|scientific name Sympetrum obtrusum |
common name White-faced Meadowhawk
Marshes, bogs, fens that may or may not dry up in summers (Paulson 2009); forest areas (Cannings 2002).
Flight season is between mid June to mid October in western Canada (Cannings 2002).
Approximately 3 centimeter meadowhawk with white face, black abdominal patterns, and black legs. Males have reddish-brown eyes and red abdomen with black triangle patterns. The thorax is brown, but sometimes may look paler on the lateral sides. The legs are reddish black. Females reddish brown and pale green colours on their eyes and pale yellow on face. The colour of the thorax is brown, darker at the front and lighter on the sides. The abdomen is also brown, but has black patterns (Paulson 2009).
The process of mating is in a wheel position often for an extended period of time. Oviposition can happen alone or in tandem. After mating, the male may release the female and both land. During oviposition, the male will guard around her, whereas the female will either fly up to drop eggs or just perch to lay eggs into shallow water. The eggs then overwinter and hatch in the spring (Paulson 2009). The adults emerge in the evening (Lung and Sommer 2001) when the flight season begins.
Very widespread species in North America (Lung and Sommer 2001).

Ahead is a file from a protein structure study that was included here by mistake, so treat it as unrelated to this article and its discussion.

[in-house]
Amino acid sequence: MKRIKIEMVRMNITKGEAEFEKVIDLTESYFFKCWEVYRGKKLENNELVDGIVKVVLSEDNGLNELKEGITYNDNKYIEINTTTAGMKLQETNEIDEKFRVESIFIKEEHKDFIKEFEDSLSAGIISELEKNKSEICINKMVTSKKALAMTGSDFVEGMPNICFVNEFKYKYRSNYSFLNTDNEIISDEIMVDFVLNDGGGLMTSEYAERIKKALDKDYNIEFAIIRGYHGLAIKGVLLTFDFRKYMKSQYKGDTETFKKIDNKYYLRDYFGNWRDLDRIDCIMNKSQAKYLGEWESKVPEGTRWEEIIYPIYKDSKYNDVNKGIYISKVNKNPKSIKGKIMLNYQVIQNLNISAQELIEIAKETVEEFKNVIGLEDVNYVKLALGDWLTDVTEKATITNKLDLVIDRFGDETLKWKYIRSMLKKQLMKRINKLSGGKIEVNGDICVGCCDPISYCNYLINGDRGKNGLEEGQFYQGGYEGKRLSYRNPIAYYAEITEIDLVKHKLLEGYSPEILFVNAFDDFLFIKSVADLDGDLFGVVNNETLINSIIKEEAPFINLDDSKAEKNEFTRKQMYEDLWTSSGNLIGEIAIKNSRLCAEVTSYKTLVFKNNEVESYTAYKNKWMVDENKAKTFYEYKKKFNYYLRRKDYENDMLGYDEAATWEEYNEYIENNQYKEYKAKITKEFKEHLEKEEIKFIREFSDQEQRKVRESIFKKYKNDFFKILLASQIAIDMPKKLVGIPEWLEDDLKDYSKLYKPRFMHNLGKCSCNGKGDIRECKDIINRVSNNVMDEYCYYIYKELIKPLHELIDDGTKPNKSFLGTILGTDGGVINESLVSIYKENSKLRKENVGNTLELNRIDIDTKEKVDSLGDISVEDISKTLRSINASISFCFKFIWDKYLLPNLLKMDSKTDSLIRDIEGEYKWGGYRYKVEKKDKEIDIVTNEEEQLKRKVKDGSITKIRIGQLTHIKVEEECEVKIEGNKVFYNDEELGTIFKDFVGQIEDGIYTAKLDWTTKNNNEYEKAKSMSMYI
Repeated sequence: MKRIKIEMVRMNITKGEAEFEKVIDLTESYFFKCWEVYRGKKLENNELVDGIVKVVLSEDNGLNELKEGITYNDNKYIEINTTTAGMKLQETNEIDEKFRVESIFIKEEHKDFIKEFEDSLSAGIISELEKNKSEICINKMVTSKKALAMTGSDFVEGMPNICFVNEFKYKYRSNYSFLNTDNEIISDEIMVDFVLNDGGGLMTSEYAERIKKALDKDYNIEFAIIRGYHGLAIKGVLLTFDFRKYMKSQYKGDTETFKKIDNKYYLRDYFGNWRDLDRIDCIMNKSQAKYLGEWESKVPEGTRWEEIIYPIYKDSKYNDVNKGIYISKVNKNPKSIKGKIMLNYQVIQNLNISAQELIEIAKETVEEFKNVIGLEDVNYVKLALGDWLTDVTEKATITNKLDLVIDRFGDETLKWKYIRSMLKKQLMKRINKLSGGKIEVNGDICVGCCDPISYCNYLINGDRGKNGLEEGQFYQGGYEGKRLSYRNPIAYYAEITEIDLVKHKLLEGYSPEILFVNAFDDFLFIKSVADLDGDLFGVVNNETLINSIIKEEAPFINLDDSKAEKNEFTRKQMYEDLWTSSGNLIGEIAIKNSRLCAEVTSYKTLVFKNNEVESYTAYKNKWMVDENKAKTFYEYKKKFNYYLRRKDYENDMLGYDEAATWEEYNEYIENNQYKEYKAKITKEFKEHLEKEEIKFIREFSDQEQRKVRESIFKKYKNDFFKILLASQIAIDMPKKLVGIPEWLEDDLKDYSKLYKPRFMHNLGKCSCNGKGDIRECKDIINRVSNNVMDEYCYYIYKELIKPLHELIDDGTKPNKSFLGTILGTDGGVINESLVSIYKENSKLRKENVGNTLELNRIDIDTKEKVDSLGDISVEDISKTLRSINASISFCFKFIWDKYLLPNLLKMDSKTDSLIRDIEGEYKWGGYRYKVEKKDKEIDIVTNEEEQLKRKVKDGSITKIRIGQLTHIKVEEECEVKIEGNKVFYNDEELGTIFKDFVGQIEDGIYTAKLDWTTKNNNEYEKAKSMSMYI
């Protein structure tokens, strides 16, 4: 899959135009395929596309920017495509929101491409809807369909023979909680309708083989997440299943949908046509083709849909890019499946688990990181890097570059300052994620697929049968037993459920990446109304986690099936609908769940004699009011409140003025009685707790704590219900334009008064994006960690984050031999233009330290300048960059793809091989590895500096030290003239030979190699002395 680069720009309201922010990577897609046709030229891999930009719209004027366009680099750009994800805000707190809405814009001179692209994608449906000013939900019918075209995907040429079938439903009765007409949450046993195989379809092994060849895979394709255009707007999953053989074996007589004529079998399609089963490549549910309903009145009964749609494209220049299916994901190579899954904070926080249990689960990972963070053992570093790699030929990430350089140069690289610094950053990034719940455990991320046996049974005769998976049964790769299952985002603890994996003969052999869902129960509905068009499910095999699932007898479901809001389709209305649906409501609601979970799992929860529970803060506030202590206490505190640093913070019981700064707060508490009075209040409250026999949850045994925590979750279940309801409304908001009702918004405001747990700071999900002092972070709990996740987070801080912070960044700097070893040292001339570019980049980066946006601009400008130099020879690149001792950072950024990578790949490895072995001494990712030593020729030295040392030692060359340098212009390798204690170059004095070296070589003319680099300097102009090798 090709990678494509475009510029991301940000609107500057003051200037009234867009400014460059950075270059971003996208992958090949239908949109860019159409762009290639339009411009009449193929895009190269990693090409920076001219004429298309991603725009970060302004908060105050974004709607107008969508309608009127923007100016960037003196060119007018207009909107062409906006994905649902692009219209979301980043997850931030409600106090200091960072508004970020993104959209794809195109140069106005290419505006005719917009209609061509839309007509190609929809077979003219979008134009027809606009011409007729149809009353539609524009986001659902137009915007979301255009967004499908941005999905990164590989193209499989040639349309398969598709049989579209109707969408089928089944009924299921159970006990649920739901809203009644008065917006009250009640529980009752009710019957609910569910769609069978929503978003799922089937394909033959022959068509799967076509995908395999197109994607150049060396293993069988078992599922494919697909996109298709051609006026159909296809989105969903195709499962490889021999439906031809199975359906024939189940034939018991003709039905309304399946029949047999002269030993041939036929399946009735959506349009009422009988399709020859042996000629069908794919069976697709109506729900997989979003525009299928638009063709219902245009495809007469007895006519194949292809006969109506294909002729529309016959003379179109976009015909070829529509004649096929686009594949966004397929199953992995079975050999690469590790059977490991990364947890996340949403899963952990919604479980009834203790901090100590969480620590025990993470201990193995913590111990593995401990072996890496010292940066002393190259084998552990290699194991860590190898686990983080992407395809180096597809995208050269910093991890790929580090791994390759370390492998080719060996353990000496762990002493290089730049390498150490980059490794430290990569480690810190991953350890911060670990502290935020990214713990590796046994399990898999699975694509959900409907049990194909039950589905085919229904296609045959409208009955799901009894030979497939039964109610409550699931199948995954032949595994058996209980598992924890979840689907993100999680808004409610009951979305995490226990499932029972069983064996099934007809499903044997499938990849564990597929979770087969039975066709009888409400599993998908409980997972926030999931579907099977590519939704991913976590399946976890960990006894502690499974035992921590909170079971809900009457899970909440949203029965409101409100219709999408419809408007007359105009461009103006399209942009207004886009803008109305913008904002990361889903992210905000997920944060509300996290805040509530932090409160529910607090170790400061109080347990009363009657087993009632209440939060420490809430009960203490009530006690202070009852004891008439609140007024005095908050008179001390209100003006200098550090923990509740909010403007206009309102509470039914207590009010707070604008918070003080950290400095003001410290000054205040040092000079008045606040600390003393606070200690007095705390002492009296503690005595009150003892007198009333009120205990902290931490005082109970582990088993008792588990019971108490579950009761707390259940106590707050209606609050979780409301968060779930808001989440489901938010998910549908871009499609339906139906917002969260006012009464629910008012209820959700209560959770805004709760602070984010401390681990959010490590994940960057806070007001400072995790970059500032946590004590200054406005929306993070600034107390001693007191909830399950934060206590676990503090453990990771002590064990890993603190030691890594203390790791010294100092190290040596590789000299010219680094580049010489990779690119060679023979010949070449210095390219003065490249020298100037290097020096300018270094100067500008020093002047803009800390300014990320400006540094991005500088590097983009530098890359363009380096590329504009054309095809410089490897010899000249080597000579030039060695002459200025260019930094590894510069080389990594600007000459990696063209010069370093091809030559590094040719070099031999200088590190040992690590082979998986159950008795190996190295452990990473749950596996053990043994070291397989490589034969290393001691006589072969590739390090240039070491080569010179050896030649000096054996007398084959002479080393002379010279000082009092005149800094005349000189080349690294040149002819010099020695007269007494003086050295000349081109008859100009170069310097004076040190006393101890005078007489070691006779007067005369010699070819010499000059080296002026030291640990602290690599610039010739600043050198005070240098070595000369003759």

Bottom dwelling aquatic nymphs feed on many small soft body arthropods and vertebrates in water. Terrestrial adults feed on many small soft-bodied flying insects (Lung and Sommer 2001).
Rare in northeastern North America. This species ranges from British Columbia east to Ontario and Nova Scotia, and from southern Northwest Territories south to Kentucky, Virginia, and Maryland (Paulson 2009).
This species shares many very similar behaviours with Sympetrum internum and Sympetrum danae despite the distribution is somewhat different, as they live in similar habitats. Sometimes it is easily mixed up with female cherry-faced meadowhawks, S. internum, because the female cherry-faced meadowhawks can have pale yellow face that is almost white (Hutchings and Halstead 2011).
Comments are published according to our submission guidelines. The EH Strickland Entomological Museum does not necessarily endorse the views expressed.